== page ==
The United States authorities plan to bring in new sweeping regulations to monitor the Internet and all facilities that enables communication, months after India and Dubai asked RIM, the Canada-based makers of BlackBerry, to allow surveillance of encrypted services.
Federal law enforcement and national security officials argue that their ability to wiretap criminal and terrorism suspects is "going dark" as people increasingly communicate online instead of telephone.
Officials want Congress to require all services that enable communications including encrypted e-mail transmitters like BlackBerry, social networking Web sites like Facebook and software that allows direct "peer to peer" messaging like Skype to be technically capable of complying if served with a wiretap order.
The bill, which the Obama administration plans to submit to lawmakers next year, raises fresh questions about how to balance security needs with protecting privacy and fostering innovation, The New York Times reported.
The proposal has "huge implications" and challenged "fundamental elements of the Internet revolution", including its decentralised design, James X Dempsey, vice president of the Center for Democracy and Technology, an Internet policy group, said.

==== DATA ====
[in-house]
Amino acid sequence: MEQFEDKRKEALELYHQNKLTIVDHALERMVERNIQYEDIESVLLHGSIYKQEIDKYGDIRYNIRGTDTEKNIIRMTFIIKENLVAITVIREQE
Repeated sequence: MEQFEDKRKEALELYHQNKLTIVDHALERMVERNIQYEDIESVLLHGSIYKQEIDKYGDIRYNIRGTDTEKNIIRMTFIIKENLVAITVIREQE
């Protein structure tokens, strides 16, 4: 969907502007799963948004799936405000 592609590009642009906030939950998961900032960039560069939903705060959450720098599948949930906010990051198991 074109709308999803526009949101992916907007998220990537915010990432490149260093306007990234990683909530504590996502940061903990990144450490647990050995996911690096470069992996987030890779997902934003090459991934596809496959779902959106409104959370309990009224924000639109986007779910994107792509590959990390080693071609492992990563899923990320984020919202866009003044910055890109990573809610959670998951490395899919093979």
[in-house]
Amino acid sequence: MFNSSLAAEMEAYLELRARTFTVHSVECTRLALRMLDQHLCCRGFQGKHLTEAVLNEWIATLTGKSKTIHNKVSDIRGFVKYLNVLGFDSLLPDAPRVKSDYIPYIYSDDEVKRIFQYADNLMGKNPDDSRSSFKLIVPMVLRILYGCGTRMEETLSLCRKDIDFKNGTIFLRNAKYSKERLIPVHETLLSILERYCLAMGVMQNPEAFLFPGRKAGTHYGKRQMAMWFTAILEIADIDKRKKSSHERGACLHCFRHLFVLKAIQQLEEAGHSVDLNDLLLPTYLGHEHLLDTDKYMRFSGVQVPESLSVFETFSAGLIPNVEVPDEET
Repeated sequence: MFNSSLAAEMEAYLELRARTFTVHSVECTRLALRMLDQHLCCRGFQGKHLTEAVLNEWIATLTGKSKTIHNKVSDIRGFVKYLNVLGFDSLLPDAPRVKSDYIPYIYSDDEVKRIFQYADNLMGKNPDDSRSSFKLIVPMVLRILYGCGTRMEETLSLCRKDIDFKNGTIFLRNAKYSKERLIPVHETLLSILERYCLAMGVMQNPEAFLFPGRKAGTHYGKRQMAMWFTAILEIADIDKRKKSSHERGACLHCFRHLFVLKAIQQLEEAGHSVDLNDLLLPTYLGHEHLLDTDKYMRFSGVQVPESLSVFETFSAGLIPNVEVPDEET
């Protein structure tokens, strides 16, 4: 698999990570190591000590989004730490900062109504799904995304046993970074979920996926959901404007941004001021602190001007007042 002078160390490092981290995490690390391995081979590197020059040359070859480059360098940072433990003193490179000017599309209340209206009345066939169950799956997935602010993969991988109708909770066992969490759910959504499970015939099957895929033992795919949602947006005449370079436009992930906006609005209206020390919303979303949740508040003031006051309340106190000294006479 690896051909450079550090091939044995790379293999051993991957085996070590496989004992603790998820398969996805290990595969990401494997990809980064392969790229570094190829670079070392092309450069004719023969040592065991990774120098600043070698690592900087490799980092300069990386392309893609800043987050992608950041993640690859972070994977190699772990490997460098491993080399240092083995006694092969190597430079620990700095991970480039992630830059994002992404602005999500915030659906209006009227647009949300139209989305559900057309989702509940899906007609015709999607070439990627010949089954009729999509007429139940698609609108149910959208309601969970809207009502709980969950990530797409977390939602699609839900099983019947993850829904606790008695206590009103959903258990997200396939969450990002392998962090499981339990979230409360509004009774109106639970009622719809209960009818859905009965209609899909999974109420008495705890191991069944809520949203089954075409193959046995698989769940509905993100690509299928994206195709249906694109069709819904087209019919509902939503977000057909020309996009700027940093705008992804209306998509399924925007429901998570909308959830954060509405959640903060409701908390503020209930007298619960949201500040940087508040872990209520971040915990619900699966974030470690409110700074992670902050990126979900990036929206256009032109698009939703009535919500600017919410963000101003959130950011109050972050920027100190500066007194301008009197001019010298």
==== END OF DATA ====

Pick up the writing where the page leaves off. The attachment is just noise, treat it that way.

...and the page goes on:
"They are really asking for the authority to redesign services that take advantage of the unique, and now pervasive, architecture of the Internet," he said.
"They basically want to turn back the clock and make Internet services function the way that the telephone system used to function."
But law enforcement officials contend that imposing such a mandate is reasonable and necessary to prevent the erosion of their investigative powers. Officials from FBI and Justice department want to the new regulations broadly, including to companies that operate from servers abroad, like Research in Motion, the Canadian maker of BlackBerry devices.
In recent months, that company has come into conflict with the governments of Dubai and India over their inability to conduct surveillance of messages sent via its encrypted service.
In the United States, phone and broadband networks are already required to have interception capabilities, under a 1994 law called the Communications Assistance to Law Enforcement Act.
Often, investigators can intercept communications at a switch operated by the network company.
But sometimes like when the target uses a service that encrypts messages between his computer and its servers they must instead serve the order on a service provider to get unscrambled versions. Moreover, some services encrypt messages between users, so that even the provider cannot unscramble them.